Exit polls are a joke and have been for 20 years...

Wait for the raw data like they did this time.
0 Replies
 
nimh
 
  1  
Reply Wed 3 Nov, 2004 12:37 pm
Runamuck, there will be no "raw data" by income. Or race. Or any of that.

They dont register your income at the polling booth, you may have noticed.

CoastalRat - actually, this exit poll was pretty much on the spot, wouldnt you say?

Bush 50, Kerry 49 - very close to the actual results.

In fact, the exit polls by state, too - you'd be hard fetched to find one that had it wrong beyond what a poll's statistical margin of error would be.

The problem here was more that, if your margin of error is, say, +/- 3%, that'll still get you a bunch of races wrong when the margins of victory are just 2% or 3% as well.

The data remain roughly right - but that 2% you're statistically be likely to be off will still have you call the wrong winner.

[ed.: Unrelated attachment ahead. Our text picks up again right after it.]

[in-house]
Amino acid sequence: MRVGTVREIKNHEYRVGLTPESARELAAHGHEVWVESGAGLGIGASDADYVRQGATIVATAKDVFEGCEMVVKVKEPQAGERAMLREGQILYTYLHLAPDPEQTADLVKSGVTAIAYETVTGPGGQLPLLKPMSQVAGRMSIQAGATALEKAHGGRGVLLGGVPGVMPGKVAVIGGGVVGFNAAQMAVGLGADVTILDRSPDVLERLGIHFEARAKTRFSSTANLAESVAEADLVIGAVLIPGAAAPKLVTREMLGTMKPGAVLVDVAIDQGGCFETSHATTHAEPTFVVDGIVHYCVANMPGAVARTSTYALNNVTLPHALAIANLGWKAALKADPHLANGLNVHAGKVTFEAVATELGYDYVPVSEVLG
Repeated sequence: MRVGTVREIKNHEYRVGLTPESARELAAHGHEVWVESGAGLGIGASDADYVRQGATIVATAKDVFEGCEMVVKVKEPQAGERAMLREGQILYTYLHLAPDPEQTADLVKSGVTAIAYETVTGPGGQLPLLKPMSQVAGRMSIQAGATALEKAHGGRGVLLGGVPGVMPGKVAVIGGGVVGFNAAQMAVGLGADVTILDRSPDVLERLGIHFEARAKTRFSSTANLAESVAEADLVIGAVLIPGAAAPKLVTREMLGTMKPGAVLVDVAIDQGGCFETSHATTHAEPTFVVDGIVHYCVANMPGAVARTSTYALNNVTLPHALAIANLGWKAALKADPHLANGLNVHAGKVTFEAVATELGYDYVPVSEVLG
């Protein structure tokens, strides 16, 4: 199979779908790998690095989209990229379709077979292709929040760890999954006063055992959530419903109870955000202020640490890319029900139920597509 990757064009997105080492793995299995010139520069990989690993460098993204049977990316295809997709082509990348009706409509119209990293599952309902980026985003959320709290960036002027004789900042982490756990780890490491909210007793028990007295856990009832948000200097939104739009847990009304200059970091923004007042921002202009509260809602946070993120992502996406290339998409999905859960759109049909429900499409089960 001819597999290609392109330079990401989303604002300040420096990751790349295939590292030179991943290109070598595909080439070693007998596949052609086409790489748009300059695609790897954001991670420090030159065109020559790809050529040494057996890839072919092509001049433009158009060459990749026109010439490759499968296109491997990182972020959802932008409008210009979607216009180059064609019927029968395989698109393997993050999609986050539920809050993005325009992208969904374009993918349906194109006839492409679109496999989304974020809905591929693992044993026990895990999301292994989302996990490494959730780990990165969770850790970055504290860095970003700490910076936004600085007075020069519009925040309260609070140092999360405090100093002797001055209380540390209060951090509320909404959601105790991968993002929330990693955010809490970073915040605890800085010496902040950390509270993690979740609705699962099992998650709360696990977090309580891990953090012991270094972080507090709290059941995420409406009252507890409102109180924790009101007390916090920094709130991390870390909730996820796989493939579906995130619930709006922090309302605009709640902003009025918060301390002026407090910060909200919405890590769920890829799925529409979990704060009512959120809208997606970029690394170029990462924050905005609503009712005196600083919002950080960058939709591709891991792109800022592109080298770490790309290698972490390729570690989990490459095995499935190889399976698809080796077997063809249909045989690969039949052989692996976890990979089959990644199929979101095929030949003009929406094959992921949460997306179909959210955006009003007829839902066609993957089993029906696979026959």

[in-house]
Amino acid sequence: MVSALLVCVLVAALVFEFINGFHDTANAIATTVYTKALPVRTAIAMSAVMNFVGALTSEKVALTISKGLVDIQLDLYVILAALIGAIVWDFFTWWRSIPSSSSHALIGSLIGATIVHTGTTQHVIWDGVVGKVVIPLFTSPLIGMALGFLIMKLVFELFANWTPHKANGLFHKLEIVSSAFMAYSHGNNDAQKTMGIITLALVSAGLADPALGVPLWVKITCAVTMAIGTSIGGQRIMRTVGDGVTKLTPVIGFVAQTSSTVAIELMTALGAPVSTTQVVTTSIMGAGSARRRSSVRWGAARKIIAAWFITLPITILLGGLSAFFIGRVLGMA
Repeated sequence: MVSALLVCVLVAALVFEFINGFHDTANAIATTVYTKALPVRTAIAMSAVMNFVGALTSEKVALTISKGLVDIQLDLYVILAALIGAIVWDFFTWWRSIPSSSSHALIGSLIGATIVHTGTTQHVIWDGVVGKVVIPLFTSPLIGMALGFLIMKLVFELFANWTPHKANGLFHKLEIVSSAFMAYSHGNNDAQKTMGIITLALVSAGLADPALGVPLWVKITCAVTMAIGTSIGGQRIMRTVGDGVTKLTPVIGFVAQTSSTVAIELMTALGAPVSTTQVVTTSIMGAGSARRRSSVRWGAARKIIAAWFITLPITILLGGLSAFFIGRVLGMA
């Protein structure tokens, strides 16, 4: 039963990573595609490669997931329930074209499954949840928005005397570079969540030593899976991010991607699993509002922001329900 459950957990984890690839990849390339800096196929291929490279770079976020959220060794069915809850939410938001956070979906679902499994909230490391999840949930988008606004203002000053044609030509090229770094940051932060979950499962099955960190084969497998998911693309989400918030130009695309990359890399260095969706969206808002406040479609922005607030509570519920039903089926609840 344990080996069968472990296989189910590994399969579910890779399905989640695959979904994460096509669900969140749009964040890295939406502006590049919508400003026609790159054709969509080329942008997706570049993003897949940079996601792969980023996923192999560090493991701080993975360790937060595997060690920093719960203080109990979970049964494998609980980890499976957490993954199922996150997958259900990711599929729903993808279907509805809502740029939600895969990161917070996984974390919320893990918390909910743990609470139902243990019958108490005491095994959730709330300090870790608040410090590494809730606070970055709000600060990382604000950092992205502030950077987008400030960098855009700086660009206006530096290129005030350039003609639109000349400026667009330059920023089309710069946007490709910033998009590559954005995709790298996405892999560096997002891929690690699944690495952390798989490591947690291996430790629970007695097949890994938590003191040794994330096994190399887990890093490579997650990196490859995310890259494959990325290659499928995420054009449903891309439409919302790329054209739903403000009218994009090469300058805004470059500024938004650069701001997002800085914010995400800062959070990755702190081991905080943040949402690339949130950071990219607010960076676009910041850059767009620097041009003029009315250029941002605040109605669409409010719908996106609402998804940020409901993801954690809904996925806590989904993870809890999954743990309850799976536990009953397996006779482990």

That's irrelevant here though. Add or subtract (say) 3% to any of these numbers by income group, and the result is still exceedingly clear.

Exit polls (as opposed to regular polls) are still the best way we have to get an image of how voters break down by subgroup.

I somehow doubt you will hesitate long to point out that "Bush made significant inroads among Latinos", for example.

But that, too, is based on the same exit polls.
0 Replies
 
Larry434
 
  1  
Reply Wed 3 Nov, 2004 12:39 pm
The rich won this election?

Haven't they always?
0 Replies
 
OCCOM BILL
 
  1  
Reply Wed 3 Nov, 2004 12:49 pm
I don't see anything to doubt in those stats. This is America. Everyone wants to be rich and a healthy portion of those who aren't still consider their views as if they were… because they plan to be. It's encouraging that even in these tough times the middle didn't cave in to the gimme gimme gimme crowd.
0 Replies
 
McTag
 
  1  
Reply Wed 3 Nov, 2004 02:14 pm